Claudio Abbado‘s recording of The Magic Flute has been one of the most astonishing CD releases of 2006.
Rarely has the great German Singspiel seemed so alive and magical, with Abbado’s brisk, dramatic reading and youthful cast.
Though the latter had changed a little for the two Edinburgh performances, the thrill of the music remained.
Daniele Abbado‘s production is another matter, and it treads a dangerously fine line between insight and high camp.
The monster in the opening scene is deliberately cumbersome and hilarious. The Queen of the Night enters in the first act suspended in an imposing globe, which turns gold during her coloratura passage. There are many memorable features to have the duet of Papageno and Pamina in Act One delivered by candlelight on a darkened stage is a gorgeous idea. Visual coups include a leering lion’s face grimacing over the seedy lair of Monostatos and a startling pillar of fire in the Trials scene.
Having said this, direction is lacking from this reading. The eye, when not distracted by trapdoors, descending bridges and moving platforms, frequently found nothing to look at. The dull black panels at the rear of the stage were amateurishly constructed, and their flat symmetry drew the eye to that bare stage floor. This may not have mattered had the principals inhabited it with confidence, but acting ability was distinctly mixed.
Eric Cutler‘s Tamino soared into his upper regions with a ringing timbre, but he was frequently to be found awkwardly standing still, unsure of what to do. His Pamina, Julia Kleiter, used her voice sparingly, and could be overpowered at any moment (and was, in her aria, by a barrage of hacking coughs), but what brilliant phrasing. She did manage to convince in her suffering, but her declaration of love for Tamino was hampered somewhat by the two standing at opposite sides of the stage and looking anywhere but at each other.
The Papageno of Andrea Concetti lacked the preferable baritone resonance in his voice, but his characterisation improved from a shaky start and he began to dominate proceedings in Act Two. He could also count on a nuanced Papagena from Sylvia Schwartz. Queen of the Night Erika Miklsa shot through her two arias with ease, hitting her top Fs with stunning precision and providing meaty tone lower down. Her three ladies were well matched vocally but occasionally out of tune. Once their thighs were exposed, however, this did not seem to matter.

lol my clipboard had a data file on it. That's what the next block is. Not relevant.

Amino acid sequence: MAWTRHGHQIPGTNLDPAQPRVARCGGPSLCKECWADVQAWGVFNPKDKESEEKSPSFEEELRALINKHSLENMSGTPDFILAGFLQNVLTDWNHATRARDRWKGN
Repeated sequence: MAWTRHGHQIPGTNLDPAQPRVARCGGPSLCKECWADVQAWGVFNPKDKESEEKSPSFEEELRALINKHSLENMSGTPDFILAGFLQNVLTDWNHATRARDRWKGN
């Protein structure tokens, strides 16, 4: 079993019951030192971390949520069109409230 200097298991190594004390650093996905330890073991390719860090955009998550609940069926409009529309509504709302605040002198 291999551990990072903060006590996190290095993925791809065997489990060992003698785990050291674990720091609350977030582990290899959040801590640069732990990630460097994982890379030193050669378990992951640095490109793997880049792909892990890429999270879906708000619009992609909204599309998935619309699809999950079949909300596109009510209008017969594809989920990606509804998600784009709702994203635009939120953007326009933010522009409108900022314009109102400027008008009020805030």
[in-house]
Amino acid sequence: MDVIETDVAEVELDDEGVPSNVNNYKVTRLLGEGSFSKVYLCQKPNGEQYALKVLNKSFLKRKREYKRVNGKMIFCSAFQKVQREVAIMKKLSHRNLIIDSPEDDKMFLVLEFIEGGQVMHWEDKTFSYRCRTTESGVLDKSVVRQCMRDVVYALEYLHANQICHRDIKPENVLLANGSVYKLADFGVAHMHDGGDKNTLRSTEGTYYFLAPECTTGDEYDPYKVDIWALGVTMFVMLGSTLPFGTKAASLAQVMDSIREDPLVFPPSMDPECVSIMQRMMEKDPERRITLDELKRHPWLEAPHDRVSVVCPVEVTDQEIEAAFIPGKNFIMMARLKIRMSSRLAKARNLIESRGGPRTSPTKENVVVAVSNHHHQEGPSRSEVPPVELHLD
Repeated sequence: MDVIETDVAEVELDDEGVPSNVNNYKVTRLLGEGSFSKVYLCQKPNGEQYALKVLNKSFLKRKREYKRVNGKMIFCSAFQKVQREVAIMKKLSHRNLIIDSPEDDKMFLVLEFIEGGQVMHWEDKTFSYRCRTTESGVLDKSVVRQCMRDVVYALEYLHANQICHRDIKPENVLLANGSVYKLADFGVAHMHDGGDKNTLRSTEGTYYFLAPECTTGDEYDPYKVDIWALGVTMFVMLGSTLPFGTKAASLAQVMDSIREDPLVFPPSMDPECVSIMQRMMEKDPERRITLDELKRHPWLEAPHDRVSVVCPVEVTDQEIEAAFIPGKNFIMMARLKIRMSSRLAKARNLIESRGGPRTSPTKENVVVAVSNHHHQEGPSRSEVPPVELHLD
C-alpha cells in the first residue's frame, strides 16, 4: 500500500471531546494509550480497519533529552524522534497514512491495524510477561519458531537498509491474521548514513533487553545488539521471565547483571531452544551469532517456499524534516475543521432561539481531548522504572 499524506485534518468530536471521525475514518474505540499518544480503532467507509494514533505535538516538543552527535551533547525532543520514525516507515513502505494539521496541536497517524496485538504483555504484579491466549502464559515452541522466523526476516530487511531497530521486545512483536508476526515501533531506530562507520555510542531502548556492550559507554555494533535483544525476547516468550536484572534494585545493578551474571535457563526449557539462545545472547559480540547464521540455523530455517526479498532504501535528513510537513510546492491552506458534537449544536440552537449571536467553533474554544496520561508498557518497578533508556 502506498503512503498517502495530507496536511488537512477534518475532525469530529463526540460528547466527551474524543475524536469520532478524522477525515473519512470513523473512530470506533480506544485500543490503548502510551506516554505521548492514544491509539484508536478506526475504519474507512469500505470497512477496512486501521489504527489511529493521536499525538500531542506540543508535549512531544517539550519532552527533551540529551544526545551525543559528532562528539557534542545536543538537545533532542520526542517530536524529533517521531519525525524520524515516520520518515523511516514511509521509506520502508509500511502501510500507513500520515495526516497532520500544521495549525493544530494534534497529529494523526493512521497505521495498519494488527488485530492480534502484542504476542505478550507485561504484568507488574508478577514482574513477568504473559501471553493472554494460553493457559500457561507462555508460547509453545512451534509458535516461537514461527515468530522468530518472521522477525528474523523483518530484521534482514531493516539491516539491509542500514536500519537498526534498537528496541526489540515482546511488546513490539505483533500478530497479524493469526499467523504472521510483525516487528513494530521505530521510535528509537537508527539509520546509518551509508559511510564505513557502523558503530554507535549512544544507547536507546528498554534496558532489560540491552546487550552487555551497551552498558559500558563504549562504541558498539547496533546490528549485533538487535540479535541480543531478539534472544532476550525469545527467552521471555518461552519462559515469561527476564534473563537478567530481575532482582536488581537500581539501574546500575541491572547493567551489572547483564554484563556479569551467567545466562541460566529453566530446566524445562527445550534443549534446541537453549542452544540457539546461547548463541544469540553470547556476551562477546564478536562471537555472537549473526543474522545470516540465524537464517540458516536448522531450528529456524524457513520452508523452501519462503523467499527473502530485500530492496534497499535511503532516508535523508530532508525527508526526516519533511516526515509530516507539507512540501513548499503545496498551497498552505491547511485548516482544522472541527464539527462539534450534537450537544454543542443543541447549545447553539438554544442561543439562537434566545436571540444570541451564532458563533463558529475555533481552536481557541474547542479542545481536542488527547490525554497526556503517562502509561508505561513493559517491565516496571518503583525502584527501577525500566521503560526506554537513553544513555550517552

The three Boys soloists of the Tlzer Knabenchor sang with pathos and dignity, and I am tempted to call theirs the best vocal performance of the night beside that of Miklsa. The roaring curtain call was more than deserved. Georg Zeppenfield‘s Sarastro was stretched and his low range uncertainly pitched. Kurt Azesberger‘s Monostatos roared and snarled in pleasing fashion.
But the main reason for seeing this production was the conducting of Claudio Abbado. It did not go as smoothly as it did on the CD by any means, with a fluffed opening to Papageno’s final scene and occasional breakdown between soloists and orchestra, but the interpretation was every bit as breathtaking as one expected. Vibrato on strings was kept to a minimum, woodwind were emphasised, tempi were brisk. Abbado’s alertness to mood was uncanny, while his balance of instruments surpassed nowhere. The Mahler Chamber Orchestra thrilled in tone, while the Arnold Schoenberg Choir sung with meticulous clarity.
With such great musicianship, the drawbacks of the production became apparent. A lot of it was enjoyable: too much was superfluous. Ultimately, Miklsa’s Queen of the Night, the soaring singing of the three Boys and Abbado’s conducting not only saved the evening, but turned it into a memorable, moving night of theatre. There was only a little jealousy that those simultaneously watching a concert performance of The Mastersingers at the Usher Hall did not have directorial quirks to distract them.